Freejack is one of those movies that potential viewers might remember. They will vaguely remember a time when Emilio Estevez was a leading man, and they might recall that he was in a movie once called Freejack. They probably won’t remember what the movie was about, but they could remember that Mick Jagger, yes, that Mick Jagger, had a role. But, us shitty movie fans, we happy not-so-few, remember this as an ambitious and silly sci-fi action flick. We also remember that not only did Mick Jagger have a prominent part — his gloriously shitty performance stole the film.
Freejack, from director Geoff Murphy and screenwriters Steven Pressfield, Ronald Shusett, and Dan Gilroy, was released in 1992. In it, racecar driver Alex Furlong (Estevez) is about to have a big day. He’s got a championship race to run, and an important sponsorship deal on the horizon. He also has a lovely and devoted fiancé in Julie Redlund (Rene Russo), who is on hand to watch her man go out and win a grand prix. Only, that’s not how things turn out.
A wicked accident sends Furlong’s car flying into a bridge over the track, exploding on impact. It looks like Furlong has been killed. But! He wasn’t. Instead, Furlong was snatched through spacetime by a team of technicians and mercenaries from the future. They want Furlong precisely because of the accident. They have been tasked by an unknown client to seize Furlong at the moment of his death, and transport him to the far away year of 2009. There, Furlong’s mind will be wiped clean, and replaced with the mind of someone who has recently died and had their mind uploaded to a computer for temporary storage. This practice is called freejacking, and it’s legal because, one, this is a movie, and two, the freejacks who are being kidnapped from the past were going to die anyway, so fuck ’em.
The problem for the team of mercenaries, who are led by the cold, calculating, and cartoonishly sinister Victor Vacendak (Mick Jagger!), is that they had to do their work in New York City, which is a cesspool of violence after the collapse of the regular social order sometime between Furlong’s crash and 2009. Freejack is another example of a film where the United States has become a dystopian hellscape with out of control crime, joining Escape from New York, Class of 1999, and many, many others. The collapse in violent crime in the 1990s have turned all these types of films into futuristic anachronisms, and that’s not even taking into account how this particular production’s vision of future products like cars and computers deviated from what we eventually got out here in real life. Such are the perils of trying to predict the future. Good thing this is only a movie.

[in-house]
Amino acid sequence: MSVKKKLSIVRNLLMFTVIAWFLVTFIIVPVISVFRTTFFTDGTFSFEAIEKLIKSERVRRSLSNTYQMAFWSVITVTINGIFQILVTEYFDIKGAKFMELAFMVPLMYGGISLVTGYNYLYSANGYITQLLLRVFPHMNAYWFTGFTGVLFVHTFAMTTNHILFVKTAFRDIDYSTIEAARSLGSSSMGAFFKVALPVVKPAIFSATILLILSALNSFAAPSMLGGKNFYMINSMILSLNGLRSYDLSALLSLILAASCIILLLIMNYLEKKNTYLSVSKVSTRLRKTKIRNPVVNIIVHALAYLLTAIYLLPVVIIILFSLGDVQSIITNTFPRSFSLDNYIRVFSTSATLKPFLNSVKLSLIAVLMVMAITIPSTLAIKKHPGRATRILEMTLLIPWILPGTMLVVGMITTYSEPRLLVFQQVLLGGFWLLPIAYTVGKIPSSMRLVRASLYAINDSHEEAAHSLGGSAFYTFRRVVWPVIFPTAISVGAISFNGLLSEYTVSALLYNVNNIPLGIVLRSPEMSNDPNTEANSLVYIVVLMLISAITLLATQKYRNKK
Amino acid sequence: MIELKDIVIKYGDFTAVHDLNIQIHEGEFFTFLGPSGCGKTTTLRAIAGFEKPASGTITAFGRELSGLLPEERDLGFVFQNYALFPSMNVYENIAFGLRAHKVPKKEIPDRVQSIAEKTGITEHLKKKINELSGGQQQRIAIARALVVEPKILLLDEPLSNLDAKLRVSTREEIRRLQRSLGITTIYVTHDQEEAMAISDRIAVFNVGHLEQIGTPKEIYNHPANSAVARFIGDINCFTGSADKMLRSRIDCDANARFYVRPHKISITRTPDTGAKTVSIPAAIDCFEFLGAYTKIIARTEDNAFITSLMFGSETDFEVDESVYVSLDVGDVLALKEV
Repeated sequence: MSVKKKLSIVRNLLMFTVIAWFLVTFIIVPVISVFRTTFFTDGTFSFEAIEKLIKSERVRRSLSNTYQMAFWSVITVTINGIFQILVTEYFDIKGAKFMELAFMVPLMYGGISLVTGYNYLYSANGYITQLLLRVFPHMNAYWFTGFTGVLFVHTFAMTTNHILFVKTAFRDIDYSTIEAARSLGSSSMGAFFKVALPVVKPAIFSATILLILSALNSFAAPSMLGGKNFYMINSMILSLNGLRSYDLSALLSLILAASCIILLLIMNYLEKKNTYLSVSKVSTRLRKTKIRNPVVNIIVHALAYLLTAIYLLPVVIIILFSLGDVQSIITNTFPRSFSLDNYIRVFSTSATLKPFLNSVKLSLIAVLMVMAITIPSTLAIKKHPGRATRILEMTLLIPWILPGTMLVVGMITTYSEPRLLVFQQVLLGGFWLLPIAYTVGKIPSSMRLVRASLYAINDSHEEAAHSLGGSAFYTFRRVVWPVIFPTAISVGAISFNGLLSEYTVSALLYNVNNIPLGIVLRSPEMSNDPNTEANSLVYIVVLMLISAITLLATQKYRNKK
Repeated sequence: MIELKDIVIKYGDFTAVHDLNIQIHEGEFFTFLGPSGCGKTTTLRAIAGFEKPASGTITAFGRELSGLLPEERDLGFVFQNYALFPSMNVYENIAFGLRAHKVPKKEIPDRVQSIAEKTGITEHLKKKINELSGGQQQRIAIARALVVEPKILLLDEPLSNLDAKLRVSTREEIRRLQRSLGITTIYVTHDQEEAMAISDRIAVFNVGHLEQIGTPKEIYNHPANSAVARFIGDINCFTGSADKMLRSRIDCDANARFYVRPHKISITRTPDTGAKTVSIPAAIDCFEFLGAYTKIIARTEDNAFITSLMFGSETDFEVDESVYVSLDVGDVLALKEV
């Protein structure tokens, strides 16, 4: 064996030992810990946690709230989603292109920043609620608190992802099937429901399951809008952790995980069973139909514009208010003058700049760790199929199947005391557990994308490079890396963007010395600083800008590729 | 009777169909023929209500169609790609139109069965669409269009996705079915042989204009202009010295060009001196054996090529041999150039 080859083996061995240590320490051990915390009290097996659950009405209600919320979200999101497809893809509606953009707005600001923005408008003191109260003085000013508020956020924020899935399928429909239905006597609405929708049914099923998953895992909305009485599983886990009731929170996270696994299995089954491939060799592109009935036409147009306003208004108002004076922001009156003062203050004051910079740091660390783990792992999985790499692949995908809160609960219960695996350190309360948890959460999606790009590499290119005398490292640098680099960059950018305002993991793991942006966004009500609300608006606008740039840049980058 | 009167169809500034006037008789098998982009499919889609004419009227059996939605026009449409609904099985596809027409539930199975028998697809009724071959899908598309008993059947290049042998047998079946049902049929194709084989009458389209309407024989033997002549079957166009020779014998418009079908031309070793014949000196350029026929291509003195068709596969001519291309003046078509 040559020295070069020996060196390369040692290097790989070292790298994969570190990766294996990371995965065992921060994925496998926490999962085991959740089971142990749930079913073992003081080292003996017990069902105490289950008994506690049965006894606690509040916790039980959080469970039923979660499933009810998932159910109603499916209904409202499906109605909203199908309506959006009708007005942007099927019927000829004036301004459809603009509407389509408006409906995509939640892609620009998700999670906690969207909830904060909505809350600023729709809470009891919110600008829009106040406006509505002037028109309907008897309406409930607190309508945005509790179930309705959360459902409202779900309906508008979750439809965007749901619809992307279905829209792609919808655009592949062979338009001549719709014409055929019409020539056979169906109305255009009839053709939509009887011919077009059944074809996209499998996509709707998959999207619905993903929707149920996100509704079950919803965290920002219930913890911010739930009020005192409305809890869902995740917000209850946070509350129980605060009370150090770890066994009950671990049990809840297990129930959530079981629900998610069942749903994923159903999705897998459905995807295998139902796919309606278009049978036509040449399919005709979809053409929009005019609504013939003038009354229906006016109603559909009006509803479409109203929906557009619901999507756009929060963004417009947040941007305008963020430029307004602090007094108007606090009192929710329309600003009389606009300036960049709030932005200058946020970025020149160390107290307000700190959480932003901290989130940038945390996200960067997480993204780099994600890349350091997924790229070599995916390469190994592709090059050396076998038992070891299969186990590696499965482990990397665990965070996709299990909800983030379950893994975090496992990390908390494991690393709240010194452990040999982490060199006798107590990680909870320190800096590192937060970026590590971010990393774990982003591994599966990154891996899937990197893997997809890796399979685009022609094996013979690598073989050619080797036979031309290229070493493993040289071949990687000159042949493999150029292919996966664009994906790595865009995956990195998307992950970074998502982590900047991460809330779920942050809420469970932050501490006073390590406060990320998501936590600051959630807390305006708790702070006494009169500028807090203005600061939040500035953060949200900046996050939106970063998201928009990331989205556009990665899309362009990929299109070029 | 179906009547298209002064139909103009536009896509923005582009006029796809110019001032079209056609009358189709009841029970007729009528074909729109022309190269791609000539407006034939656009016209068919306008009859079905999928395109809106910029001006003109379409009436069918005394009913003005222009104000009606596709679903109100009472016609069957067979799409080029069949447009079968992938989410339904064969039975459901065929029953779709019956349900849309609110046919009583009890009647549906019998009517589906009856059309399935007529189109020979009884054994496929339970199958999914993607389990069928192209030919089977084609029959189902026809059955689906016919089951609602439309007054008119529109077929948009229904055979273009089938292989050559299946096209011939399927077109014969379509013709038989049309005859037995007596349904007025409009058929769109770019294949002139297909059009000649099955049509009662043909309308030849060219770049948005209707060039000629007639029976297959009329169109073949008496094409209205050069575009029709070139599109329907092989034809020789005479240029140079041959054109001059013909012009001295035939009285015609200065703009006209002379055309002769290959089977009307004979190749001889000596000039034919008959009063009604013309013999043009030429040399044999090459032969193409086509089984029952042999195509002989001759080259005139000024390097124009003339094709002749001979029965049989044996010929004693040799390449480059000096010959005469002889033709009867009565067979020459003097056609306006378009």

All Vacendak wants to do is deliver Furlong to his unknown client and get a paycheck, but his armored convoy is attacked, and Furlong wakes up and makes his escape into the city. While fleeing from Vacendak and an endless stream of heavily armed New Yorkers, Furlong seeks out and enlists Julie’s help. It has been eighteen years since she saw Furlong die in a ball of fire and crumpled metal. Since that time, she has moved up the corporate ladder, becoming a bigwig executive at the largest company in the world, the McCandless Corporation, which is run by Anthony Hopkins as Ian McCandless. How he fits into the story isn’t all that hard to guess, but I won’t spoil it here.
The remainder of the film is one car chase and gunfight after another as Furlong and Julie try to escape Vacendak’s clutches. If it weren’t all filmed so poorly, it would be a blast. As it is, it’s not the action that makes these scenes enjoyable. For all the expensive toys that Murphy employed, it’s kind of bland. What makes these sequences is that these are the scenes that feature the most Mick Jagger.
Mick Jagger is one of the greatest entertainers from the 20th century. He has been a popular musician of towering significance for over fifty years. As the frontman of the Rolling Stones, he has sung tunes that will be heard for centuries after his death. But the man cannot act for shit. Nor can he put on a passable American accent. But it’s very entertaining to watch him try to do both at the same time while also trying to be a menacing bad guy.
I really wish Mick had been given more chances after this to be a movie bad guy. A couple good turns might have gotten him a guest spot in one of The Expendables movies. As it is, audiences only get this one chance to see Mick spout bad guy lines, such as, “I want him...without a scratch.” And, “Show’s not over yet!” His delivery doesn’t come through in the written word, but for shitty movie fans it cannot be missed.
But from a serious perspective, Mick’s acting is one of the reasons Freejack is not a good movie. It’s not all his fault, of course. Estevez couldn’t carry a man-on-the-run action flick, and Murphy couldn’t direct one. Also, the CGI is vintage 1992. It didn’t even look all that good when it was released.
For every scene without Mick Jagger hamming it up, this is about as forgettable as a mediocre flick gets. It shows life in spots when Murphy throws in some black humor, most notably with Frankie Faison in a small part and Amanda Plummer as a foul-mouthed, gun-toting nun who didn’t have nearly enough scenes, but that’s about it. It didn’t have Mick Jagger stealing scenes, but that doesn’t stop Alien: Resurrection from being a better movie than Freejack.